Players who left early (7): Thomas Rawls, Chris Barnett, Tony Posada, Chris Rock, Antonio Poole, Greg Brown, Tamani Carter

Outcome: With seven players leaving before graduating, that was a huge blow to depth and the current roster. Only having five of 19 commitments develop to their potential didn’t help, either.

Class of 2012


This was Hoke’s first full class, and those players are now either juniors or redshirt sophomores. These prospects have had three years in Hoke’s system and ideally should be the big contributors for the program.

Total commits: 25
ESPN 300 commits: 4

Solid contributors (5): Devin Funchess, Jehu Chesson, Willie Henry, Joe Bolden, Jarrod Wilson.

Jury is still out (4): Amara Darboh, Dennis Norfleet, Chris Wormley, James Ross.

Comparison: Ohio State’s 2012 class had 25 commits as well, and eight of those prospects turned into solid, consistent contributors. Urban Meyer was hired in November 2011, so this was partially his first class.

Outcome: You could make the argument that there is still time left for these players to develop. Time is running out, though, and having only five of 25 playing up to their expected potential from this class is not good for the roster.

Class of 2013


This was Hoke’s second recruiting class at Michigan and it was loaded with talent. This class is now redshirt freshmen and sophomores, so it’s hard to fully judge these prospects as they still have plenty of football ahead of them.

Total commits: 27
ESPN 300 commits: 15

Solid contributors (5): Derrick Green, Jake Butt, Jourdan Lewis, Delano Hill, Taco Charlton.

Jury’s out (5): David Dawson, Patrick Kugler, Chris Fox, Mike McCray, Ben Gedeon.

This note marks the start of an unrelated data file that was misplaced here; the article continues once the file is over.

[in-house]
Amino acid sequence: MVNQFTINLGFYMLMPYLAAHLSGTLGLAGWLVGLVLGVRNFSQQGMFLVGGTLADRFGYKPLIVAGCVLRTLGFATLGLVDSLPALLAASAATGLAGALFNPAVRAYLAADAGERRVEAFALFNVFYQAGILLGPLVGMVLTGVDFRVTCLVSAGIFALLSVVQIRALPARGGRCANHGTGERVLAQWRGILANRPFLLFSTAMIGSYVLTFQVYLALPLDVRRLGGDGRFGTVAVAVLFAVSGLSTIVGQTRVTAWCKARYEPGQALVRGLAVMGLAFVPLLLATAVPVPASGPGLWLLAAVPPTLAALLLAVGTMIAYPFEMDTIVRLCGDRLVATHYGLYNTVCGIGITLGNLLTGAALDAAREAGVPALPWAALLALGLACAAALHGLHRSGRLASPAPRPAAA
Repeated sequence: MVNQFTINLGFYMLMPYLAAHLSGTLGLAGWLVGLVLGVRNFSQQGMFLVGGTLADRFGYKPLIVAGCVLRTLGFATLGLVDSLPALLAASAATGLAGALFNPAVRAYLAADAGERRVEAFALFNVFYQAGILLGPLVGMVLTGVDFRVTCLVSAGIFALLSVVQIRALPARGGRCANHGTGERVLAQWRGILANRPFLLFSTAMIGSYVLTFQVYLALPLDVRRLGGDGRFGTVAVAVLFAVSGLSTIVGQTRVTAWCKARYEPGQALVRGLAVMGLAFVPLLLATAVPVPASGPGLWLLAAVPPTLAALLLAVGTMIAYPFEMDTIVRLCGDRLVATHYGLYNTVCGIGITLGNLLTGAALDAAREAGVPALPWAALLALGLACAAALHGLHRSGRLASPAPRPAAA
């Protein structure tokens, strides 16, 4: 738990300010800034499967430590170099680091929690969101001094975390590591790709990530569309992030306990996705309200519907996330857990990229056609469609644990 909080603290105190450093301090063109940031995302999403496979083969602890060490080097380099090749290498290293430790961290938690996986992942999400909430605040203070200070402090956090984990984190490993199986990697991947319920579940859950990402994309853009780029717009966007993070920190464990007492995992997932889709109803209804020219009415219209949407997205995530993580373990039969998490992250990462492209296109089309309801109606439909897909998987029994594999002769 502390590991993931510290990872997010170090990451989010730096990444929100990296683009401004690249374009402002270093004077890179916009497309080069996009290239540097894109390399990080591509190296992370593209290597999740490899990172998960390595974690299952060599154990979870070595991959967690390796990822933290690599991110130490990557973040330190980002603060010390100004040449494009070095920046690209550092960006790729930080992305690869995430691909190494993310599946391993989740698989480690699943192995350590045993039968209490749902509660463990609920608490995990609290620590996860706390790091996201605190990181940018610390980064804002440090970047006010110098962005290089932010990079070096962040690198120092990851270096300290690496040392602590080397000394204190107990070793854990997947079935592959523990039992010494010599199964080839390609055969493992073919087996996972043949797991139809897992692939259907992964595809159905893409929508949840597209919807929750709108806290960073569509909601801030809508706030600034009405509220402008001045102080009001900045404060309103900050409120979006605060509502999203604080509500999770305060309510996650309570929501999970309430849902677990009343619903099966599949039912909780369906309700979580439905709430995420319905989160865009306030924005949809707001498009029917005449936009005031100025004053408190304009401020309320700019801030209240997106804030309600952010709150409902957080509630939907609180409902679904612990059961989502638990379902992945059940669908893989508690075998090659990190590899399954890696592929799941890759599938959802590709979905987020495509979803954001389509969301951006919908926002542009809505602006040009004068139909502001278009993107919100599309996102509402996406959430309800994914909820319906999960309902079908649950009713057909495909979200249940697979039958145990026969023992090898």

Comparison: Ohio State’s 2013 class was Meyer’s first full class and 11 of the 24 commitments are already solid, consistent contributors. This is impressive, as these players are still relatively young. Having that many young contributors has helped accelerate Meyer’s plan for the Buckeyes and turned them into Big Ten title and College Football Playoff contenders.

Outcome: Michigan’s recruiting classes have improved as time has gone on, but it might be too late. The 2011 and 2012 classes were where the Wolverines needed the most help with Hoke’s transition, and whether it was lack of development or some other reason, those players haven’t provided much production. Prospects from the 2013 and 2014 classes have started to take over as the majority of the impact players for the Wolverines.

Class of 2014


This was Hoke’s best class yet, with a five-star commit and 10 prospects ranked as four-stars. Injuries have hampered a few prospects from making a real impact, but it is clear that the younger players are already pushing for time on the field.

Total commits: 16
ESPN 300 commits: 9

Solid contributors: Mason Cole, Bryan Mone.

Comparison: Ohio State had 23 commitments in its 2014 class with 11 ESPN 300 prospects. The Buckeyes are seeing results from Curtis Samuel, Raekwon McMillan, Sean Nuernberger and Erick Smith. The Buckeyes have five true freshmen in the two-deep, so they are again getting production from the younger players.

Outcome: Jabrill Peppers, Drake Harris and a few other prospects have dealt with injuries, preventing them from consistently contributing. By all accounts, Peppers should be on the field when healthy and this class already has one starter in Cole along the offensive line. It’s too early to tell how these prospects will pan out, but it is looking as though there will be some good players from this class.

Big Ten morning links

October, 1, 2014
Oct 1
10:20
AM ET
It's already October, and some teams will reach the halfway point of their schedules by the end of the weekend. Time flies when you're having fun or protesting to oust your athletic director.